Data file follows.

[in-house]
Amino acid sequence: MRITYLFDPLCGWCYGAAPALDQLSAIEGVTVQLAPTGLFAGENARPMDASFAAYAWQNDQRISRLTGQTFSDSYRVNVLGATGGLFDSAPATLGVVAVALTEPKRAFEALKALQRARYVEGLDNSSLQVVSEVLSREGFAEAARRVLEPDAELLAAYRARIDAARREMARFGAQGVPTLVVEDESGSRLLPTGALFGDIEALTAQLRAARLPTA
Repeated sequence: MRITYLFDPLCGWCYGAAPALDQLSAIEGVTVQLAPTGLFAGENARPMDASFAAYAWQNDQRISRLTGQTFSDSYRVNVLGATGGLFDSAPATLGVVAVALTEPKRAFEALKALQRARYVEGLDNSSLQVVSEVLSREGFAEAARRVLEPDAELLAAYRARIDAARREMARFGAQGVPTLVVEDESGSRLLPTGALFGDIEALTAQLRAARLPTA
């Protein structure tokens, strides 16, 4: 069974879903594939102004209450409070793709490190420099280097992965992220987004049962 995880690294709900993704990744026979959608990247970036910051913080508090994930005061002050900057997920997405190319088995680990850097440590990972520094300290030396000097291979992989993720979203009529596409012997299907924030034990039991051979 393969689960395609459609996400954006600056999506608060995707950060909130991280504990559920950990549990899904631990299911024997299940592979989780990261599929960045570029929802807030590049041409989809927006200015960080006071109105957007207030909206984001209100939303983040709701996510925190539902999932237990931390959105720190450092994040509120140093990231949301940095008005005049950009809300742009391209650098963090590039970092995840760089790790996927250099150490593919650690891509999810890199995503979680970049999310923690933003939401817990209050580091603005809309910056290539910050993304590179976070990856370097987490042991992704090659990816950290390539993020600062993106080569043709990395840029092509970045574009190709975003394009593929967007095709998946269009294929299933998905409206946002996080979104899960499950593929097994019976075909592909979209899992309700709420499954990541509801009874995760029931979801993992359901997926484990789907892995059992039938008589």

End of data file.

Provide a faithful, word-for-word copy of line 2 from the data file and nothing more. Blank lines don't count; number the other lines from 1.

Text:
Amino acid sequence: MRITYLFDPLCGWCYGAAPALDQLSAIEGVTVQLAPTGLFAGENARPMDASFAAYAWQNDQRISRLTGQTFSDSYRVNVLGATGGLFDSAPATLGVVAVALTEPKRAFEALKALQRARYVEGLDNSSLQVVSEVLSREGFAEAARRVLEPDAELLAAYRARIDAARREMARFGAQGVPTLVVEDESGSRLLPTGALFGDIEALTAQLRAARLPTA